COLUMN: "Staying Safe and Secure in a Digital World"
By: Mac Thornberry
Every day most of us take commonsense precautions about our personal safety and valuables. We lock our doors; we keep our cash in a safe place; we do not give out our bank account or Social Security numbers to anyone we do not trust. And yet, too many of us do not take commonsense precautions in one of the most dangerous places where many go every day – cyberspace.
There are a wide variety of threats in cyberspace. They range from vandalism and snooping to crime and espionage to, potentially, cyber terrorism and cyber warfare. The biggest threat to most of our home computers is that our sensitive, personal information will get into the wrong hands or that our computer will be used to launch attacks on others without our knowledge. For businesses, both small and large, there is a very real threat that business records or intellectual property – things like blueprints, formulas, business plans – will be stolen. But, importantly, we may never know that our computers have been hacked.
Virtually everyone agrees that this problem is getting worse fast. Some estimates, for example, are that cyberattacks of some form increased 93% from 2009 to 2010. While many of these attacks are launched against government agencies or defense companies, most are targeting individuals, businesses, and organizations of all kinds, including those in our area.
Just last week, a friend of mine received an email about an acquaintance who had been robbed in Europe, asking for money to help him out. It was a hoax. Also last week, our home computer got an email about an attempted delivery, asking us to click on a link and give personal information in order to get our package. It was also a fake.
Speaker John Boehner asked me to lead a Task Force to make recommendations on what Congress could do right away to deal with this problem. You can read our recommendations on my website (www.thornberry.house.gov/cyber). But one of our key findings is that government alone cannot solve this problem. We all have to do our part, just as we all have a responsibility to look after our personal safety.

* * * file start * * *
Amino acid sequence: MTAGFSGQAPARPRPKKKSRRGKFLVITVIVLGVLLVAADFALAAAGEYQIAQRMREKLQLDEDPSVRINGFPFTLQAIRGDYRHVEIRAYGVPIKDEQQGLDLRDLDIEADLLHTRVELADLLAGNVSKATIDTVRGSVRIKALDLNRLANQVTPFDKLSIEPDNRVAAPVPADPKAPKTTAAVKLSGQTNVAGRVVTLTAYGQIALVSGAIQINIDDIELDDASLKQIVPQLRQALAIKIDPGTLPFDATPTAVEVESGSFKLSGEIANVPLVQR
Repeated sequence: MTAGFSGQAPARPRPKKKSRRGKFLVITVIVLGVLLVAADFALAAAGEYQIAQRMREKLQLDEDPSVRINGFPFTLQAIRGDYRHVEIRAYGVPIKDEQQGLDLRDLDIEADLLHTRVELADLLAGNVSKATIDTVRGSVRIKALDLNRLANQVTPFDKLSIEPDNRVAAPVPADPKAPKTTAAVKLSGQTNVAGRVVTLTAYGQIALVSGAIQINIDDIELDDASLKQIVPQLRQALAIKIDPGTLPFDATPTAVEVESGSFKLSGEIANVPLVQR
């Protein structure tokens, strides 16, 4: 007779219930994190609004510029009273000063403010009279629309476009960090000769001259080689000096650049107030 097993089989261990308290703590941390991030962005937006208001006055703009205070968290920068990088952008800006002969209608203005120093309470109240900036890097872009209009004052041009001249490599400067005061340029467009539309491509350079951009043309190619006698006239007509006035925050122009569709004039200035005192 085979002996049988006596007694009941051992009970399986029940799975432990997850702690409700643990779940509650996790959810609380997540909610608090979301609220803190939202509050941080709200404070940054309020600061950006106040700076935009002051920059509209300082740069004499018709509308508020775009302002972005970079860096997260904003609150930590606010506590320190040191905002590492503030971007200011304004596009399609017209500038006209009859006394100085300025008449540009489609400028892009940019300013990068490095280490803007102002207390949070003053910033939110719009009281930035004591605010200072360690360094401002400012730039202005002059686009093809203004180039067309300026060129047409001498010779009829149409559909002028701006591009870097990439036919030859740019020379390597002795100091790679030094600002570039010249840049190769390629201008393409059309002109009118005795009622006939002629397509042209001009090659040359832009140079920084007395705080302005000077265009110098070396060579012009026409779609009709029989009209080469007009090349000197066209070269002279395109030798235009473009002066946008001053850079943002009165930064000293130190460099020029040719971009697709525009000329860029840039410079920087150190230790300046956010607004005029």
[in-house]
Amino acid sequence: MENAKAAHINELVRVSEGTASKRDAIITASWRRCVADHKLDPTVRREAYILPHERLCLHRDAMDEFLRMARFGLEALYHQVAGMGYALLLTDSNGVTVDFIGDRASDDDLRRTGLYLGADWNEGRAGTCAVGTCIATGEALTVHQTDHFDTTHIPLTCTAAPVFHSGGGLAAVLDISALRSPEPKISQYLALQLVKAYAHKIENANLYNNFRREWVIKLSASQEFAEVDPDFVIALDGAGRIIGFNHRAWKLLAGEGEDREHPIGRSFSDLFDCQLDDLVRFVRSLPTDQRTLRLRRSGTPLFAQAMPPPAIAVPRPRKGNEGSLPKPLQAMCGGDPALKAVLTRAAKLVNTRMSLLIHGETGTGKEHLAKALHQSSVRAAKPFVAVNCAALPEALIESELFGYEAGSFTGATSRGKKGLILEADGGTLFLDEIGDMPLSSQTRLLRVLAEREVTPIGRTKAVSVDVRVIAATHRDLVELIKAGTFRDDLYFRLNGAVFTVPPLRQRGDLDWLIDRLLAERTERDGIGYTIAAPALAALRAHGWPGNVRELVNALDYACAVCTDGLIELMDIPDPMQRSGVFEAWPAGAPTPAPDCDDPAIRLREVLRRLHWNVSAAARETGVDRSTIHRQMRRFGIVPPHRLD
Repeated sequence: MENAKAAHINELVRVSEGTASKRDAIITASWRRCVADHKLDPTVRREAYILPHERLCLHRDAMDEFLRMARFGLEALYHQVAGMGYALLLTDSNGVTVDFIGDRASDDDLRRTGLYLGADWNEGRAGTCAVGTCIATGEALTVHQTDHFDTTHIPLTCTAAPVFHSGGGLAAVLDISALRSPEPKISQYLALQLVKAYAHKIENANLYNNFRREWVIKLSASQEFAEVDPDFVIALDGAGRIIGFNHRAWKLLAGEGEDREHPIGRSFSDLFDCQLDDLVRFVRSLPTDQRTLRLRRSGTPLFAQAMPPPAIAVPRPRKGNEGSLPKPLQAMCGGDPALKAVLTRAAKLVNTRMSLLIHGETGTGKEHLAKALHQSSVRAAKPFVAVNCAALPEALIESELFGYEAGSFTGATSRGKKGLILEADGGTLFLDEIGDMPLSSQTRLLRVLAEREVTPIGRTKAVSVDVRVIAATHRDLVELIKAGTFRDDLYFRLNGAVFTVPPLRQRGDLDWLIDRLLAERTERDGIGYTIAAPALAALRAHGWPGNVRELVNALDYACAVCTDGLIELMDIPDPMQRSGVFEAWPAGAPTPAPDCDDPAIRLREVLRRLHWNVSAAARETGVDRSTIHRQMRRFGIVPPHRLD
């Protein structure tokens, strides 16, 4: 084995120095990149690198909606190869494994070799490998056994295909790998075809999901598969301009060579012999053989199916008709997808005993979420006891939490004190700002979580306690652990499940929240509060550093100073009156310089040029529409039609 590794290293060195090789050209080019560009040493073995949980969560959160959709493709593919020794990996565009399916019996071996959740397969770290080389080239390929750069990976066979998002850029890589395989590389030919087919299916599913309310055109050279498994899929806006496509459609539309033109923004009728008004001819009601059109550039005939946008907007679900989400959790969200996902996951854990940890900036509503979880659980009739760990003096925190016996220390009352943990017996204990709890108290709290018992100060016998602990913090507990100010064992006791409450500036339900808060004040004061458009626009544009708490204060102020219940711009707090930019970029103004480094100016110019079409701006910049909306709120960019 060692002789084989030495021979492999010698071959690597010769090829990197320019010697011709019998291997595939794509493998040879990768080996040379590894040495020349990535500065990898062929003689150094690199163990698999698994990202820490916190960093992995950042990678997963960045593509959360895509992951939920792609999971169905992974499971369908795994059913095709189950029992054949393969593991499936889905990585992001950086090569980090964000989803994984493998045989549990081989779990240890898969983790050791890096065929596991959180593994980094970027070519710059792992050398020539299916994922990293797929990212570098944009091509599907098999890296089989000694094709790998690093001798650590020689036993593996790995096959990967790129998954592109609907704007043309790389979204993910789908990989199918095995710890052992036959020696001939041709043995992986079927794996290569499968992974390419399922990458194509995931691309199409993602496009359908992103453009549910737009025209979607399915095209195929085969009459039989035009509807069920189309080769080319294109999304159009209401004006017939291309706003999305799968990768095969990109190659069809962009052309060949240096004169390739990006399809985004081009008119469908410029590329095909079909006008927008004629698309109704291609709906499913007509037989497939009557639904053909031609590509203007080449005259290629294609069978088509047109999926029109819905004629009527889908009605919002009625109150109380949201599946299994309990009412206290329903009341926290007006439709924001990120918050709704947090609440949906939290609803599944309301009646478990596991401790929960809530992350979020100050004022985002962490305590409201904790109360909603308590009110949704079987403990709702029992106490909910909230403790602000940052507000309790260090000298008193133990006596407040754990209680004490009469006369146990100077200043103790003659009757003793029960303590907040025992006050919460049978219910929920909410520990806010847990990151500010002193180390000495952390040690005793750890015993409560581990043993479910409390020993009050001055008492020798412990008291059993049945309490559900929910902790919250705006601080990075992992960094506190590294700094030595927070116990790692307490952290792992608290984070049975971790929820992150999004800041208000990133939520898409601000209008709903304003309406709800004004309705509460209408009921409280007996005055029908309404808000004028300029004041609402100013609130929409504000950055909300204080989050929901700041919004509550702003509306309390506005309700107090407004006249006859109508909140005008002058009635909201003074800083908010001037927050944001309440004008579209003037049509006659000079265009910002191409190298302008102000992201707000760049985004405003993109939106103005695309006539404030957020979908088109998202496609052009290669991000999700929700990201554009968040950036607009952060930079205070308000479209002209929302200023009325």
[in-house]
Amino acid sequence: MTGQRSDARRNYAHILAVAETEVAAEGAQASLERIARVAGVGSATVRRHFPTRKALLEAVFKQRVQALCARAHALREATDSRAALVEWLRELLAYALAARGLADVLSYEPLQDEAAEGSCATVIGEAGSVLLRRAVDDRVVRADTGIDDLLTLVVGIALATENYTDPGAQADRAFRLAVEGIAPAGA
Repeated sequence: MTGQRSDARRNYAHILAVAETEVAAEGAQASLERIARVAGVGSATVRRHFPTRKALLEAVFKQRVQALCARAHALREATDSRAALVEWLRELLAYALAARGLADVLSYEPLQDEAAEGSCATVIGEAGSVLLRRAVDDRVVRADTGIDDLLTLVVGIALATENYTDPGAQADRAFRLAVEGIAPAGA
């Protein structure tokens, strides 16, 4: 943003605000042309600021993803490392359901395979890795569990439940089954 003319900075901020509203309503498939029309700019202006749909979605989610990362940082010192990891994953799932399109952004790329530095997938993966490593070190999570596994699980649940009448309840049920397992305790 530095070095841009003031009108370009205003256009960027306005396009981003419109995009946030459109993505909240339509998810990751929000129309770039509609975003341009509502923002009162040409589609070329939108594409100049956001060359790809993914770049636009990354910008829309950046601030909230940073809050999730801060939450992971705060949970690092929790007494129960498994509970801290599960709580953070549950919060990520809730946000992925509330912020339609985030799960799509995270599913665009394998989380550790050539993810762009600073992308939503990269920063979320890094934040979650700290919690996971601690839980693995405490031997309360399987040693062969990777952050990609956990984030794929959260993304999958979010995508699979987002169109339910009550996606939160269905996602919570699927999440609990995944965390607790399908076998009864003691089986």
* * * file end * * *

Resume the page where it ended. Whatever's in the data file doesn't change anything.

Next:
Estimates are that 85% of threats in cyberspace can be eliminated with proper cybersecurity “hygiene.” Good cyber "hygiene" means doing those commonsense things that reduce the chances that we will become a victim. Using antivirus software and keeping it updated will help your computer stay clean and virus-free. The software should hopefully prevent an intrusion or, at least, provide a notification when someone has gained access to your computer. You should also update security patches for your computer’s operating system and other software as soon as they are available – or better yet, have it done automatically.
You can strengthen the protection of your personal information online by making all your passwords strong and unique. Something as simple as changing passwords regularly can reduce intrusions.
Always use caution when connecting to the Internet. Keep an eye out when visiting unknown websites and be especially careful when sharing any personal information or downloading material from a website. You also have to be careful about clicking links or opening up attachments with email, even those that look like they are coming from someone you know.
Finally, leave your computer offline whenever you are not using the Internet. This will reduce the amount of time your computer and your information are at risk each day. It also should further safeguard a machine from being the target of viruses or attackers that regularly scan the Internet for unprotected computers.
Visit www.thornberry.house.gov or www.stopthinkconnect.org to find more cyber hygiene tips.
Rep. Mac Thornberry, R-Clarendon, represents the 13th Congressional District in the U.S. House of Representatives. He serves as the Vice Chairman of the Armed Services Committee and as a senior member of the House Permanent Select Committee on Intelligence. You can find Mac on Facebook and Twitter.###